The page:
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Global Currency Trading Jumps 20% In Three Years

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A three-year report into currency dealing shows rapid growth in trading, with the majority of business happening in London.

Trade has jumped by 20% in the three years since the last survey was conducted by the Bank for International Settlements (BIS), which is sometimes called the "central bankers' bank".

But London outpaced the average, with turnover up by 25% over the period.

Some $4 trillion (£2.6tn) changes hands around the world every day.

The single-largest centre of foreign exchange dealing remains London, with 37% of global turnover taking place in the city.

The survey's findings indicate that fears London may lose its place as a key financial centre are misplaced at present.

The US, the second most important currency centre, does about half the amount of trading taking place in London.

The dollar is still the world's most-traded currency, accounting for 85% of all transactions, although that is down from the 90% it reached in 2001.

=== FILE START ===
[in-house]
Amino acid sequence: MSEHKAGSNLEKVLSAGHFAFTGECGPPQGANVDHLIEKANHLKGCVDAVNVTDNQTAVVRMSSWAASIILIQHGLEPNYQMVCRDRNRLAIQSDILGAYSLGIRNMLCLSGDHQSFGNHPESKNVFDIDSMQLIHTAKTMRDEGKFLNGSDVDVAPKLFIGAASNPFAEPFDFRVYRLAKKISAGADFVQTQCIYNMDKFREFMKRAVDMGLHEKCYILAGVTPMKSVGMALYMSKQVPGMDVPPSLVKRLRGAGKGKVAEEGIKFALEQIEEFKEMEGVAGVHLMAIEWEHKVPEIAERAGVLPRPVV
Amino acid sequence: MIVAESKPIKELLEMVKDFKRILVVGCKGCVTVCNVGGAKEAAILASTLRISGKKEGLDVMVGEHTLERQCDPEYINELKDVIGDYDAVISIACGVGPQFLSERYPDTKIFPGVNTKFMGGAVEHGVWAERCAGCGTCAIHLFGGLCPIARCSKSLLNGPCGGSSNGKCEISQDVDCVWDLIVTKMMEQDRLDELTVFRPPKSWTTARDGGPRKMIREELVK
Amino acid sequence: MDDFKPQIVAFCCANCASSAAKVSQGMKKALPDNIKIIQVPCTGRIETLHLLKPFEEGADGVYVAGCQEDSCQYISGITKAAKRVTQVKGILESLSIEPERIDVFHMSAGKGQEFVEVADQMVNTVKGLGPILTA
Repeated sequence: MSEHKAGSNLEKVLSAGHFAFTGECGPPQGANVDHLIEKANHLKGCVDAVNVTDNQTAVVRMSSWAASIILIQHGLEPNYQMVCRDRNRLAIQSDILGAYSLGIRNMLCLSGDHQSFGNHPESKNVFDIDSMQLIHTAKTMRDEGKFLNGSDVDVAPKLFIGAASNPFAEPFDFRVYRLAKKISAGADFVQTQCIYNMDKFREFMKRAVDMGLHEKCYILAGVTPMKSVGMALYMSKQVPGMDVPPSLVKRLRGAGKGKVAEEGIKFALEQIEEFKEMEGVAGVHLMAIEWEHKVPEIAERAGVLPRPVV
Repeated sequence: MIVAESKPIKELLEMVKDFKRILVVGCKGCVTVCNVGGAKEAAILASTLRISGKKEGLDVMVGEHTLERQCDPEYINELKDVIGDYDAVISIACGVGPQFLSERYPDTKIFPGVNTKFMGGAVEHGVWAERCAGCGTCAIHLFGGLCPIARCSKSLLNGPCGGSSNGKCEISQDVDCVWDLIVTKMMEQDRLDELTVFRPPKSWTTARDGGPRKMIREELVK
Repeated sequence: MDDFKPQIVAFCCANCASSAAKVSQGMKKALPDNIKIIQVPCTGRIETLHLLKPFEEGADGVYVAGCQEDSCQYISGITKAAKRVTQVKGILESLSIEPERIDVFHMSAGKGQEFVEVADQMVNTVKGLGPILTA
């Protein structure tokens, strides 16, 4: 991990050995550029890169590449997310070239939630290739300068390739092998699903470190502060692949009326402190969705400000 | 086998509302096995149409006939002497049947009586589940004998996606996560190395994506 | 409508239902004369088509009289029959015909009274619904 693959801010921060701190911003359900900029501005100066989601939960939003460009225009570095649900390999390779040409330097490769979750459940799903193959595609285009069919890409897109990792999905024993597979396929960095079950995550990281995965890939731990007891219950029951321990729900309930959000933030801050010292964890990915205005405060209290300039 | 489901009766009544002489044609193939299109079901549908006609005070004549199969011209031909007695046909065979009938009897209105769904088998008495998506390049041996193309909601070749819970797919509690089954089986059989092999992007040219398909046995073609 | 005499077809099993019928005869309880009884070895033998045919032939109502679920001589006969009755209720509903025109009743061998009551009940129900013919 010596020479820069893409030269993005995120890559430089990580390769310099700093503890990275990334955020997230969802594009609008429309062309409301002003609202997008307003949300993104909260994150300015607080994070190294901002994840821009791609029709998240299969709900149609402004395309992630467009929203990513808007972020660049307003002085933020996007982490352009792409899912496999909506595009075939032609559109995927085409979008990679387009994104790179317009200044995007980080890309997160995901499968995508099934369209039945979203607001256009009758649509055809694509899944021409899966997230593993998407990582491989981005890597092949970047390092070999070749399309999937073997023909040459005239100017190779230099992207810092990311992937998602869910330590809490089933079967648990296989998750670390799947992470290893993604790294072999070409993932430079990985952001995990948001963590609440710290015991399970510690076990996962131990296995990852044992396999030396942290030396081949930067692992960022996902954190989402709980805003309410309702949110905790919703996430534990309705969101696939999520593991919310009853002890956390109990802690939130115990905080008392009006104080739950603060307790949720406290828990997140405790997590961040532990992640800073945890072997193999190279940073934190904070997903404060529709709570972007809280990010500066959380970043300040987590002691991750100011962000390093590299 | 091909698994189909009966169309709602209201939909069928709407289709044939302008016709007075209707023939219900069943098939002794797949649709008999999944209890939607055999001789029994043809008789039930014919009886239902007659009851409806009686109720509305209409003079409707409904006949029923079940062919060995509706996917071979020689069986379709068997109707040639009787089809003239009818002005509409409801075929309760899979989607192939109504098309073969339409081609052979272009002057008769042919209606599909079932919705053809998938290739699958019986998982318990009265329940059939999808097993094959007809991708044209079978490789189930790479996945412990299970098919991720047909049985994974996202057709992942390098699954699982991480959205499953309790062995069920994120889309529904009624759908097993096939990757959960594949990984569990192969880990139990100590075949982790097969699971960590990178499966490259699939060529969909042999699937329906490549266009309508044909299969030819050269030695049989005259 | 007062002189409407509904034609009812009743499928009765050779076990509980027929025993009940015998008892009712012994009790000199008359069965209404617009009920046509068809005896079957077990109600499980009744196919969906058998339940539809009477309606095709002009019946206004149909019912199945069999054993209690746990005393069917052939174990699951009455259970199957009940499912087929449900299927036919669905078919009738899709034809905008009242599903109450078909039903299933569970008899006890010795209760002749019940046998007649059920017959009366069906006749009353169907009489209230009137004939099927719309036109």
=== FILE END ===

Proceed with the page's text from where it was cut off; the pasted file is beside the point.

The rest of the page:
Post-crisis snapshot

Growth in dealing has been driven by a combination of hedge funds, insurance firms, central banks and other non-bank financial institutions.

The BIS survey, in which 53 central banks and monetary authorities participated, presents the first snapshot of the currency markets since the 2008 financial crisis.

It includes a period that saw the end of the boom in the carry trade, where money is borrowed in currencies which have low interest rates and is used to invest in investments that bring higher rates of return.

The share of the low-yielding Japanese yen and the higher-yielding Australian dollar therefore rose as a percentage of all transactions.

Because two currencies are involved in each transaction, the sum of the percentage shares of individual currencies totals 200%, instead of 100%

Any regulatory reasons as to why London dominates this trade?

It would be interesting to see how much of the trade has been down to the worlds central banks.

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Any regulatory reasons as to why London dominates this trade?

It would be interesting to see how much of the trade has been down to the worlds central banks.

Hmm. Making a living doing each other's laundry seems positively productive compared to making a living selling each other fiat currency.

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